Eventually, with most of my clients, we get around to the topic of non-cash motivators. Everybody has to watch the cash-flow, for sure. Plus we all know that after a while it isn’t about the money anymore. Once you’ve started paying enough to make food, clothing, and shelter a non-issue it becomes more about those things higher up Maslow’s Hierarchy.
Plus, you want your employees to be happy, to bond, and to work as team, right? So we should all go out to paintball, or a ropes course, or just do something fun together. Because cheaper than paying somebody a decent wage, and not a waste of time at all.
Happy Employees Are Not Productive Employees
Happy employees do not make productive employees. Productive employees make happy employees. So here are my 4 quick suggestions for making productive, happy employees. Unless you’re running a metaphorical day-care for your extended family. Then feel free to ignore me.
Fire the Creeps and Bums
Firing a non-productive or anti-social (in the destructive sense) member of a team actually increases the team’s productivity by 30 to 40%. Do the math. That means that on a team size of 4, getting rid of the troll the productivity stays the same or gets better and your payroll drops by a quarter. That’s just the break-even point. On a larger team then you’re making money by getting rid of the bully / degenerate because of the bump to productivity. If they’re at the managerial or executive level your ROI is even higher.
Why are you keeping them around again?
If you’re going to throw a party, BBQ, go-cart race, or day at the pistol range (yes, a real-life example) to do some team-building then make it about a specific business accomplishment. Tie the celebration to specific goals, targets, and tangible, actionable company priorities. Just like good one-on-one, feedback is specific and actionable. So to should be the communication at a company party.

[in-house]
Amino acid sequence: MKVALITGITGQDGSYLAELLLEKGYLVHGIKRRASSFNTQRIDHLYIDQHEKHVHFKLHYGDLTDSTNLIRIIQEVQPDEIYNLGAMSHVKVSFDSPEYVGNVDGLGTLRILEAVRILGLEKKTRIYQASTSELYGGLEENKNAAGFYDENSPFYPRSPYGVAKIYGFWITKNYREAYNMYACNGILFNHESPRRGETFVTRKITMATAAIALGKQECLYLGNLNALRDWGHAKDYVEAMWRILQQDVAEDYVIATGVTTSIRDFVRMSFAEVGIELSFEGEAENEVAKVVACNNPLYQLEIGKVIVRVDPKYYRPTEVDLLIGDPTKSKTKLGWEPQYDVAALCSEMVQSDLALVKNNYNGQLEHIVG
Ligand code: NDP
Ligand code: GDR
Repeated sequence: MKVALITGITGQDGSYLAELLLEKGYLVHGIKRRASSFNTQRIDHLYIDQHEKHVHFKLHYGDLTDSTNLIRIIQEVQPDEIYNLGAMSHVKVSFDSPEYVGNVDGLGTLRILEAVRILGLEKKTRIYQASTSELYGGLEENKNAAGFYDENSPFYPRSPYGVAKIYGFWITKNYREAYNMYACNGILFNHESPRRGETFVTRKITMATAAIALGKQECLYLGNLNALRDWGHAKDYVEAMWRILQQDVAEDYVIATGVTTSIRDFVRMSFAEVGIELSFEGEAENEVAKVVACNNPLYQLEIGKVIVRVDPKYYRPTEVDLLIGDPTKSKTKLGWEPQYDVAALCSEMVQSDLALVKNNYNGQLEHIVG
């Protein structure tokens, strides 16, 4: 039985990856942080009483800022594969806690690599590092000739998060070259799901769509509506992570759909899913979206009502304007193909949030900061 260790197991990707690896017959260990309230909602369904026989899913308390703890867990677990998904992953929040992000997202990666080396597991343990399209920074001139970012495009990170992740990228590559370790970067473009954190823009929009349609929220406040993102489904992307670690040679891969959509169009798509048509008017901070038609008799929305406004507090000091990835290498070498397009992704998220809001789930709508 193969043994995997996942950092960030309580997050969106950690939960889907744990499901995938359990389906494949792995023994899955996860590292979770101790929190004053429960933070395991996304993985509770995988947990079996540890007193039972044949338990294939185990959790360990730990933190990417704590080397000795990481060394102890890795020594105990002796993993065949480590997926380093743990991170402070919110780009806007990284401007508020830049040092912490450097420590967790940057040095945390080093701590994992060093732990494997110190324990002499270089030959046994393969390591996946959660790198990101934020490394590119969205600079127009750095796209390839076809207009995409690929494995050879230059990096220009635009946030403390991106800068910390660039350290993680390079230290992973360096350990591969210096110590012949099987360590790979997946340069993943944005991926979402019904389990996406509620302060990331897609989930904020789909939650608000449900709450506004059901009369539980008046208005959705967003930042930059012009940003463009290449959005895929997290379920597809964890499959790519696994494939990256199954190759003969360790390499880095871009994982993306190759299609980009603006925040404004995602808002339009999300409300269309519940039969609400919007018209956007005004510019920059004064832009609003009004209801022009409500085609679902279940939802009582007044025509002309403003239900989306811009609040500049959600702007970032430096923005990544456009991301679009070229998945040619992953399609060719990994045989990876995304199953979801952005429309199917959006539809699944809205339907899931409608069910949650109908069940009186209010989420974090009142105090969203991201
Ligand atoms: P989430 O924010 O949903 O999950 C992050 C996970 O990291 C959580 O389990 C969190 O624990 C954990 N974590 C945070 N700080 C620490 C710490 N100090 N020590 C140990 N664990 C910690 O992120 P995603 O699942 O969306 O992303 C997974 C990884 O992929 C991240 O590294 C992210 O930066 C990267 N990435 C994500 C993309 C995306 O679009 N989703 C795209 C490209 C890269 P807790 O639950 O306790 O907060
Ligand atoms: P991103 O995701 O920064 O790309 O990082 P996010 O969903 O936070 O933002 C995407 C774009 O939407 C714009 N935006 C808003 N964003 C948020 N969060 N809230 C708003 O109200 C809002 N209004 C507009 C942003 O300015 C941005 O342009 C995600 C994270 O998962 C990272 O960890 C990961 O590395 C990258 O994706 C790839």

“Hey, we opened a new office in that other city, woohoo! Next quarter we’re going to cut costs by 10% without laying anybody off. If we can do that we’ll have another party! Woohoo!” It’s good communication, another thing that most bosses don’t do well enough.
Make It Easy To Do The Job
This is an example of the KISS principle in action: Keep It Simple, Stupid. By the way, the “Stupid” in KISS does not represent the employee. It’s a reminder to us bosses to keep things straight-forward, clear, and do-able. Otherwise we’re being simple-minded.
There is nothing worse than trying to do a good job and not being able to because there are too many rules, contradictory directions and guidance, processes and procedures, moving parts, and forms that nobody could ever do it right no matter how hard they try – and then getting in trouble for it.
Clear, simple direction give rise to intelligent, complex behaviour. Complex direction gives rise to stupid, simple behaviour.
Give Specific Feedback
This is the guidance that I started writing this week`s post about. The most effective non-monetary impact you can have on any of your employees is specific, actionable feedback that they can use to get better at their jobs.
This means that you might actually have to pull your head out of your email and pay attention to your employees. Observe their behaviour. Take notes. Ask questions about their aspirations and career goals. Give guidance. Be a leader.
Most times when somebody leaves it’s not really about the money, even if that’s what they tell you in the exit interview. Employees mostly leave because their immediate supervisor is a poo-poo head. They’ll stay for less money if they know that somebody at work cares about them, and they can do their best every day. They’ll mostly get from their direct supervisor, or not. But it’s too late by the time they’re walking out the door.
Do you have a problem with employee turnover? Then see rule #1 “Fire the Creeps and Bums”. Take a close look at those at the top of the company first. Look at your middle managers second. There`s an old Turkish saying: